Dorff nails the role, and, curiously, turns in an outstanding imitation of a down-on-his-luck bag-man agonizing over a career so mired in mud that the only way to pay rent is to pimp for purveyors of black lung disease. But maybe he’s not acting. Maybe he’s thinking how’s he’s gonna ream his agent a new garbage chute for landing him the gig.No matter, because Dorff’s tortured demeanor screams vulnerability, and nothing sets a young babe’s heart a-flutter quite like the countenance of an angst-ridden baller with a 2-day stubble who clouds her vision with EPA-approved levels of smog. Wow! Maybe Blu is onto something! Vulnerability lures, but it’s swagger that sells. Just ask the ladies.
And so it is that politics, life’s bastard progeny, produces an actor of another sort, O-Barry-O, who after five years squatting in the White House while learning how to chip out of a sand-trap on the taxpayers’ tab, has yet to grasp the concept of a live mic.
Last week at the conclusion of an economic conference, with an open mic nearby, the Divot-maker told an African dignitary that he stopped smoking 5 years earlier because Michelle “scared” him into quitting.
But wait! The First Lady’s fright-capacity didn’t have the cranking amps to scare Barry straight, because he’s still slave to nicotine. Now he chews Nicorette gum. Tons of it, based on maintenance logs of the cleaning staff who scrape big sticky wads of the stuff from beneath the big desk in the Oval Office.
Memo to the Chief: You’re still a nicotine addict, ya bonehead! The delivery system you use – cigarettes, hookahs, snuff, or chewing gum – is irrelevant, and failure to note the distinction makes you a dope in denial, and pretending to be otherwise makes you, well, a dope in denial.
Make no mistake, though, the prez is master of the game. When he’s in dope-on-a-rope mode he’s untouchable and laser-focused like a Ninja. His adversaries can’t formulate strategy because they can’t fathom the phenomenal calculus of opportunities available to only dopes like him.
No matter, because Obama’s Ninja demeanor is ultimately a mask to conceal screams of vulnerability – his inner wussy – and nothing sets a-flutter the heart of a meddling smotherer, than the pathetic stutter of a Ninja blubberer in the gutter of another utter. Now we’re onto something. Swagger lures, but it’s wussy that sells. Just ask the First Lady.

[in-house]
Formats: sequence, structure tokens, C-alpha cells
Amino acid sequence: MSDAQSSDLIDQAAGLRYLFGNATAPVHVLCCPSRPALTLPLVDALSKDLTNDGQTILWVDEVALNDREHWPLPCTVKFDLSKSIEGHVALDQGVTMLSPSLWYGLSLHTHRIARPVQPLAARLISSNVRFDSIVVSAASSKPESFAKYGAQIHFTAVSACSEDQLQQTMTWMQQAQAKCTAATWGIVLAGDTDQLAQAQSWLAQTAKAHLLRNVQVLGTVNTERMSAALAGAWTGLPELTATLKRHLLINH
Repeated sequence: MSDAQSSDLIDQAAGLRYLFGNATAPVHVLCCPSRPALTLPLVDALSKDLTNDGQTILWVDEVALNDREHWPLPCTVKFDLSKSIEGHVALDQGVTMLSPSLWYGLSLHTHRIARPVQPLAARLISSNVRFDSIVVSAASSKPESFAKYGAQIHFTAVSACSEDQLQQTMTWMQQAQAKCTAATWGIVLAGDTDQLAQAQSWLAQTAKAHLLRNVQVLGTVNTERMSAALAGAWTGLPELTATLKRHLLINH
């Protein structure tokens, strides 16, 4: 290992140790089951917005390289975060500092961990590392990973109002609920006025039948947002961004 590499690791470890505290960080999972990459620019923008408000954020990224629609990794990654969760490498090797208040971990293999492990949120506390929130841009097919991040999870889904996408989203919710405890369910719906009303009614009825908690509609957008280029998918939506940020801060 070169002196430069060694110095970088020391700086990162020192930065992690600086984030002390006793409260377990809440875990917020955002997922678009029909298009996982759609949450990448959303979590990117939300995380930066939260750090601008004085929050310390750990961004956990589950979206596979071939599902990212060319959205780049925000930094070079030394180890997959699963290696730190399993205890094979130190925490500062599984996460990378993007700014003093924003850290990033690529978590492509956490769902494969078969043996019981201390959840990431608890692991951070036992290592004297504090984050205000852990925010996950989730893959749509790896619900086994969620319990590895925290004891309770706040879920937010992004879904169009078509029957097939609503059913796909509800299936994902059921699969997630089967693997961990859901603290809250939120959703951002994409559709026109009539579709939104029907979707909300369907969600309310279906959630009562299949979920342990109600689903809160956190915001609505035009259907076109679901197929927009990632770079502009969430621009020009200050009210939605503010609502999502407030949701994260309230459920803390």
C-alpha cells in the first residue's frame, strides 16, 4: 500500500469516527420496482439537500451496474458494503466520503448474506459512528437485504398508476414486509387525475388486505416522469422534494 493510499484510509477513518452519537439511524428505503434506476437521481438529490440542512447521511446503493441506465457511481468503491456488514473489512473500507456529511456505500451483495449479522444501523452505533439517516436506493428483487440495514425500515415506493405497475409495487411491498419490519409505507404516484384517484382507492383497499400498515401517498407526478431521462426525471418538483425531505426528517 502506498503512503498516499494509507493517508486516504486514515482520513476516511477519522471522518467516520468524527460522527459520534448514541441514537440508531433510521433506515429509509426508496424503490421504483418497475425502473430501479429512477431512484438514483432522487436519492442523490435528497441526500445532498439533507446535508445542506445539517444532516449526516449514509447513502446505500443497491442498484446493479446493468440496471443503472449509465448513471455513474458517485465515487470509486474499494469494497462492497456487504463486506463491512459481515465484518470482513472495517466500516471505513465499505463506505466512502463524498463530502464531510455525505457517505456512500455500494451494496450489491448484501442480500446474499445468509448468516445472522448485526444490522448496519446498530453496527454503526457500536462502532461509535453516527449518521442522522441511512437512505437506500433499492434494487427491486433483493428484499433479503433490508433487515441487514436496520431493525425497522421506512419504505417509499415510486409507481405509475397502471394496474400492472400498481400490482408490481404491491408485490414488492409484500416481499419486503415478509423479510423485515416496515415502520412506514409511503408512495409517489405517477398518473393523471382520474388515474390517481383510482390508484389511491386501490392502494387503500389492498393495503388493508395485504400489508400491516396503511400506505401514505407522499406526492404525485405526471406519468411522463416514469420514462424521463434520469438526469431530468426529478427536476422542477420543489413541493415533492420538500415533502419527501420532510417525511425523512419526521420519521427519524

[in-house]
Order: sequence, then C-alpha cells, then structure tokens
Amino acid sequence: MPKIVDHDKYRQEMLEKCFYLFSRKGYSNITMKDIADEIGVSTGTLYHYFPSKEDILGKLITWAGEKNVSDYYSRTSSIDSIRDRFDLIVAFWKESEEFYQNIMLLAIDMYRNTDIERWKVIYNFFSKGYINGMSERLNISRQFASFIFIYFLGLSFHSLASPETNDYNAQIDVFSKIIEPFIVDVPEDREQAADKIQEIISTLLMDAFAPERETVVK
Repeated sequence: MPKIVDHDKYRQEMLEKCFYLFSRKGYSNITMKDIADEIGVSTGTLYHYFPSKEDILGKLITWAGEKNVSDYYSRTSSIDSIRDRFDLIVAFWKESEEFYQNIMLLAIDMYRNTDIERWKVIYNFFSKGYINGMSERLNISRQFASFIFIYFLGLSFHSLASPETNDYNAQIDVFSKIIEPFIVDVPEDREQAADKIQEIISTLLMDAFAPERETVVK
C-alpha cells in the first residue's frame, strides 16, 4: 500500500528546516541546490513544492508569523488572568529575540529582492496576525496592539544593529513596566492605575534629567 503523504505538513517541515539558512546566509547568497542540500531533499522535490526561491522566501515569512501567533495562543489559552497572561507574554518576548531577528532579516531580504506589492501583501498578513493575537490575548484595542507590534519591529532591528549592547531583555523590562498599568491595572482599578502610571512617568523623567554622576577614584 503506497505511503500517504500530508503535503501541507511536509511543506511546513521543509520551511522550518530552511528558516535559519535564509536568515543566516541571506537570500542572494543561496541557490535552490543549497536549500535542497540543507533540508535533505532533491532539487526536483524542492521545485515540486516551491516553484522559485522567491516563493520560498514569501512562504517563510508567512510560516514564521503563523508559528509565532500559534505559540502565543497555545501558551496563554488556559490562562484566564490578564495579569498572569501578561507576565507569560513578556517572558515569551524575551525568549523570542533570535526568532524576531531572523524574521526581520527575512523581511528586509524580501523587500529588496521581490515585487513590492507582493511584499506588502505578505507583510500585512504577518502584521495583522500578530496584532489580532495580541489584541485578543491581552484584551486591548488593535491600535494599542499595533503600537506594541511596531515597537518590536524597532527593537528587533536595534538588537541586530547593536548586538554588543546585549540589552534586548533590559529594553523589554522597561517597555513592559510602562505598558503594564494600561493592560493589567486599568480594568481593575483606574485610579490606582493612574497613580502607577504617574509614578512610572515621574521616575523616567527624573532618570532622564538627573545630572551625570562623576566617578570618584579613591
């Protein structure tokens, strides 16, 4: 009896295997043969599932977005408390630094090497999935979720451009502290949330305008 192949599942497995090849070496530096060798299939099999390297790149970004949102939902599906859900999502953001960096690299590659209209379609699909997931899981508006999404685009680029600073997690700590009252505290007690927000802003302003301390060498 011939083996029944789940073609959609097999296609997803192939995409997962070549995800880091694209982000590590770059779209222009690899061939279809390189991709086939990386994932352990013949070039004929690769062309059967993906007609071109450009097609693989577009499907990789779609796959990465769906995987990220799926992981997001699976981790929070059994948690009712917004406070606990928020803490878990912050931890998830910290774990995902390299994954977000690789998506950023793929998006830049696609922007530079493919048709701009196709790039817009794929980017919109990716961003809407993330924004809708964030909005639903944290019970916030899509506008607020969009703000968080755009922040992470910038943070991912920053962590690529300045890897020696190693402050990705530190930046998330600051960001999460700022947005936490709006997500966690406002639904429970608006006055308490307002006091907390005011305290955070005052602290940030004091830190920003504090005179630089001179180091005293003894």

Budget negotiations qualify as adversity. In this drama, the adversarial characters are Congress and the President. While they differ in name and style, both are suited-up for battle in gear made from similar character material.
Congress likes money, lots of money, and burns through it with the pace of a counterfeiter rushing to stay a step ahead of the feds. The President likes money, too. He spends it with the frenzy of a foodie with an open line of credit at stuff-your-face buffet.
The short bio for these characters reads as follows: Congress thrives on pork, while Obama sates his inner porker. If government has a system of checks-and-balances, it doesn't work here – both characters are out-of-control gluttons.
The economy is wobbly, revenues have slowed and the federal budget is fated to explode. Yet it doesn’t occur to these gluttons to tighten their belts and reduce consumption. Washington is called the “Beltway” for good reason; it wears its belt on the last notch. Role model characters? You bet!
The trademark of a leader is doing, not jawing. Strong leaders never command constituents to carry out orders they personally ignore. Deeds reflect the character of someone to follow and respect.
During times of adversity, a nation needs strong leaders. Where do we find someone to fill the bill? From whom do we draw inspiration? Congress? Too risky. Or maybe the house at 1600 Pennsylvania Avenue?
If the fat guy in the cartoon resembles the skinny guy in the White House, it’s not a coincidence – the comparison is paradoxical and intentional. It’s paradoxical, because Skinny WH Guy will never get fat and he can eat all the junk he wants. It’s intentional, merely to point out that as the nation’s Hypocrite-in-Chief, he can snort barrels of baked brie, while we graze on bushels of raw spinach. What a character!